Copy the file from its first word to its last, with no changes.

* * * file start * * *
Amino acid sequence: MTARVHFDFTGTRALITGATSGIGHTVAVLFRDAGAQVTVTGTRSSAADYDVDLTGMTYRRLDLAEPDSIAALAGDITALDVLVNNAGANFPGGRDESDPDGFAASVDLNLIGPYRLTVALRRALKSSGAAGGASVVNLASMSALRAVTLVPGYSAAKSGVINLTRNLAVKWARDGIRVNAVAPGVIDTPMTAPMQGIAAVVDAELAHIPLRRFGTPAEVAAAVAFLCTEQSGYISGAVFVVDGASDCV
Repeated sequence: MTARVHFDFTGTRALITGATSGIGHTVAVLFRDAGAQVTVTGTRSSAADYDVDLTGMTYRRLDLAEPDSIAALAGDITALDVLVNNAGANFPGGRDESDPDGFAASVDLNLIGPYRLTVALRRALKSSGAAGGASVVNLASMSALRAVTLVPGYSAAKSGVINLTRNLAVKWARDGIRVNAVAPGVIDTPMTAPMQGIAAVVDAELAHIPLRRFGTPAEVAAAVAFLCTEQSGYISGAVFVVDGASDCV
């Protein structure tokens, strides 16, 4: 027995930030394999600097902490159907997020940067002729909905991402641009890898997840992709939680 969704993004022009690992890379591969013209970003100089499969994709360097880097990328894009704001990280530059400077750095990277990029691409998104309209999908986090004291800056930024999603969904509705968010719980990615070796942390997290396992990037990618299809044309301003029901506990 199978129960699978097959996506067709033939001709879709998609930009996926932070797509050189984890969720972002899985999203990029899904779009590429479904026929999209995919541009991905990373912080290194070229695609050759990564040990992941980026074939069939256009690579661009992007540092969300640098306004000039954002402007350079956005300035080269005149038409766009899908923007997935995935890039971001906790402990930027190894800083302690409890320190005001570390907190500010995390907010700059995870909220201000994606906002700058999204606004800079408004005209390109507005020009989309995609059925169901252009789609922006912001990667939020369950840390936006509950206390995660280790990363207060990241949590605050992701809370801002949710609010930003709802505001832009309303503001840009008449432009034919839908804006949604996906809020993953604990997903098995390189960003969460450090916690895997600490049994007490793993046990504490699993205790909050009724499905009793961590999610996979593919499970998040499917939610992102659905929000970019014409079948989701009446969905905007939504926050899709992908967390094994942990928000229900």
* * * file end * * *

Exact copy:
Amino acid sequence: MTARVHFDFTGTRALITGATSGIGHTVAVLFRDAGAQVTVTGTRSSAADYDVDLTGMTYRRLDLAEPDSIAALAGDITALDVLVNNAGANFPGGRDESDPDGFAASVDLNLIGPYRLTVALRRALKSSGAAGGASVVNLASMSALRAVTLVPGYSAAKSGVINLTRNLAVKWARDGIRVNAVAPGVIDTPMTAPMQGIAAVVDAELAHIPLRRFGTPAEVAAAVAFLCTEQSGYISGAVFVVDGASDCV
Repeated sequence: MTARVHFDFTGTRALITGATSGIGHTVAVLFRDAGAQVTVTGTRSSAADYDVDLTGMTYRRLDLAEPDSIAALAGDITALDVLVNNAGANFPGGRDESDPDGFAASVDLNLIGPYRLTVALRRALKSSGAAGGASVVNLASMSALRAVTLVPGYSAAKSGVINLTRNLAVKWARDGIRVNAVAPGVIDTPMTAPMQGIAAVVDAELAHIPLRRFGTPAEVAAAVAFLCTEQSGYISGAVFVVDGASDCV
């Protein structure tokens, strides 16, 4: 027995930030394999600097902490159907997020940067002729909905991402641009890898997840992709939680 969704993004022009690992890379591969013209970003100089499969994709360097880097990328894009704001990280530059400077750095990277990029691409998104309209999908986090004291800056930024999603969904509705968010719980990615070796942390997290396992990037990618299809044309301003029901506990 199978129960699978097959996506067709033939001709879709998609930009996926932070797509050189984890969720972002899985999203990029899904779009590429479904026929999209995919541009991905990373912080290194070229695609050759990564040990992941980026074939069939256009690579661009992007540092969300640098306004000039954002402007350079956005300035080269005149038409766009899908923007997935995935890039971001906790402990930027190894800083302690409890320190005001570390907190500010995390907010700059995870909220201000994606906002700058999204606004800079408004005209390109507005020009989309995609059925169901252009789609922006912001990667939020369950840390936006509950206390995660280790990363207060990241949590605050992701809370801002949710609010930003709802505001832009309303503001840009008449432009034919839908804006949604996906809020993953604990997903098995390189960003969460450090916690895997600490049994007490793993046990504490699993205790909050009724499905009793961590999610996979593919499970998040499917939610992102659905929000970019014409079948989701009446969905905007939504926050899709992908967390094994942990928000229900």